Route Opportunity: Paphos-Hamburg

Routes and ASM take a look at the case for Paphos-Hamburg, a route that has been unserved for almost three years.

By Aidan Mooney and David Casey

With O&D traffic totaling more than 477,000 two-way passengers in 2019, Germany was the sixth-largest country market from the Mediterranean island of Cyprus, behind the UK, Turkey, Russia, Greece and Israel.

However, the traffic figure represented a drop of almost 5% on the previous 12 months as scheduled capacity between the two countries declined by about 20%. The reduction was largely because of the collapse of leisure carrier Germania, which filed for bankruptcy in February 2019.

In the summer 2018 season, Germania had offered about 84,000 two-way seats between Germany and Cyprus, accounting for 21% of all capacity between the two countries. The airline was the second-largest operator in the market behind Lufthansa, which commanded a 35% capacity share.

See a full list of recent route opportunities 

Germania’s Exit 

Germania offered six routes to Paphos (PFO), located on the southwest coast of Cyprus, flying from Berlin Schoenfeld, Dresden (DRS), Dusseldorf (DUS), Hamburg (HAM) Munich (MUC) and Nuremberg (NEU). 

Since the airline’s collapse, easyJet and Ryanair offered flights to Paphos from Berlin Tegel during summer 2019 and 2020, before switching to Berlin Brandenburg (BER) in summer 2021 following Tegel’s closure.

Lufthansa also entered the Paphos market in summer 2021, flying from Frankfurt (FRA) and Munich. This winter, OAG data shows that Ryanair will also fly to PFO from Cologne/Bonn (CGN) and Memmingen (FMM).

However, the remaining destinations previously offered by Germania remain unserved and there are currently no direct options for travelers in northern Germany.

Become a Routes 360 member

The Case For Paphos-Hamburg

Germania started the Paphos-Hamburg route in March 2015 and continued to operate the service year-round until its failure. Flights were offered twice a week during summer and once a week in winter using Airbus A319s, targeting inbound leisure passengers to Paphos.

According to data provided by Sabre Market Intelligence, O&D traffic between Paphos and Hamburg totaled some 18,781 two-way passengers in 2018—the fourth-largest Paphos-Germany city-pair behind Berlin (40,448), Dusseldorf (25,209) and Nuremberg (19,902).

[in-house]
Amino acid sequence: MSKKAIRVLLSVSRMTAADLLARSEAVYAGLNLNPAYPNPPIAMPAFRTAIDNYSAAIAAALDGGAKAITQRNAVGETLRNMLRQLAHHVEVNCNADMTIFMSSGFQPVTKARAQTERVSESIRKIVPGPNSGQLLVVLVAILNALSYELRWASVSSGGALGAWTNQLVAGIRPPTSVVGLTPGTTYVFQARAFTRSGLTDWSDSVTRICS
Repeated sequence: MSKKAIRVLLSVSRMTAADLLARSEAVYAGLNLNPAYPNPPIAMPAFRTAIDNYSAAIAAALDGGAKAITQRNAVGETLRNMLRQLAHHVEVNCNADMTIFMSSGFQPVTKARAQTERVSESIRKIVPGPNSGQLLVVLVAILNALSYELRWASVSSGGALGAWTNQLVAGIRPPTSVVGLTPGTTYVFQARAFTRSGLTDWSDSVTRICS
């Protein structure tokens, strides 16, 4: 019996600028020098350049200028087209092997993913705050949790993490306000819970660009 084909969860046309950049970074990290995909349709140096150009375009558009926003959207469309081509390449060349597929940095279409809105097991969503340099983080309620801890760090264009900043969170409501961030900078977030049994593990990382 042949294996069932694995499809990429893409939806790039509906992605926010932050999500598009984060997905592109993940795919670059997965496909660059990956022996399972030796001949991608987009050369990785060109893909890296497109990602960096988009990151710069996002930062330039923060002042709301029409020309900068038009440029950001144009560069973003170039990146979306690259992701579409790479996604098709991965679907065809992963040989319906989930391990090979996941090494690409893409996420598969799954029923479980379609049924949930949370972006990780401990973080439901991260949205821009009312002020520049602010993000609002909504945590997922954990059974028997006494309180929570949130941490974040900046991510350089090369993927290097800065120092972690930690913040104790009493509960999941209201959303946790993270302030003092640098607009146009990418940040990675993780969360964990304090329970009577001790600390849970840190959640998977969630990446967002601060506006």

In 2019, Sabre data shows Paphos-Hamburg O&D traffic of 5,971 passengers—98% of which traveled nonstop with Germania in the weeks before its demise. However, analysis of the Hamburg catchment area—up to a 60-mi. radius from the airport—reveals 9,730 two-way passengers, despite the lack of direct service.

ASM’s Airport Catchment Analyser shows that most of this traffic was outbound from Germany—with 68% of passengers originating in the catchment area—while the balance of visitors traveled from Paphos to stay in the catchment.

With the lack of nonstop connectivity, most of the traffic (90%) traveled a considerable distance to Berlin, where direct flights were offered by easyJet and Ryanair—and some even went to Amsterdam (AMS) (4%), where flights were available with Transavia.

A very limited market flew from Hamburg and made a connection, accounting for just 6% of the total traffic.

Airport Catchment Analyser
Airport Catchment Analyser. Credit: ASM

Heraklion Comparison 

If we observe the behaviour of the same catchment over the same time period for passengers traveling to Heraklion (HER) in Greece—a similar type of market but one that is served from Hamburg—a very different picture emerges.

Firstly, the 2019 traffic generated from the 60-mi. catchment was more than 100,000 two-way passengers, with 70% using the local airport in Hamburg to make their journey with a choice of carriers including Condor, Corendon, Eurowings and TUIfly.

Flights also operated from Hanover (HAJ), which captured 20% of the catchment area traffic. However, the catchment areas do overlap, with both airports competing for the traffic to the south of Hamburg.

Of the total traffic, 95% were German residents travelling outbound to Heraklion, with just 5% inbound. This suggests the direct connectivity has stimulated the market size with outbound leisure. 

The balance of the traffic from the 60-mi. catchment to Heraklion (10%) used other German airports. Despite the direct connectivity, some consumers still make what might seem like unusual travel choices to their destination—usually because of schedule, pricing, product, timing, or other factors that the local service does not offer. 


What can be concluded from the observations is that the Hamburg catchment area is capable of generating a large demand for leisure markets. Even with no direct flight to Paphos there is identifiable demand. 

With a served market, the 60-mile catchment has captured most of the share despite competition from other airports with competitive capacity to the same market. This suggests a desire for passengers to use the local airport.

Main photo credit: Getty Images/Leonid Andronov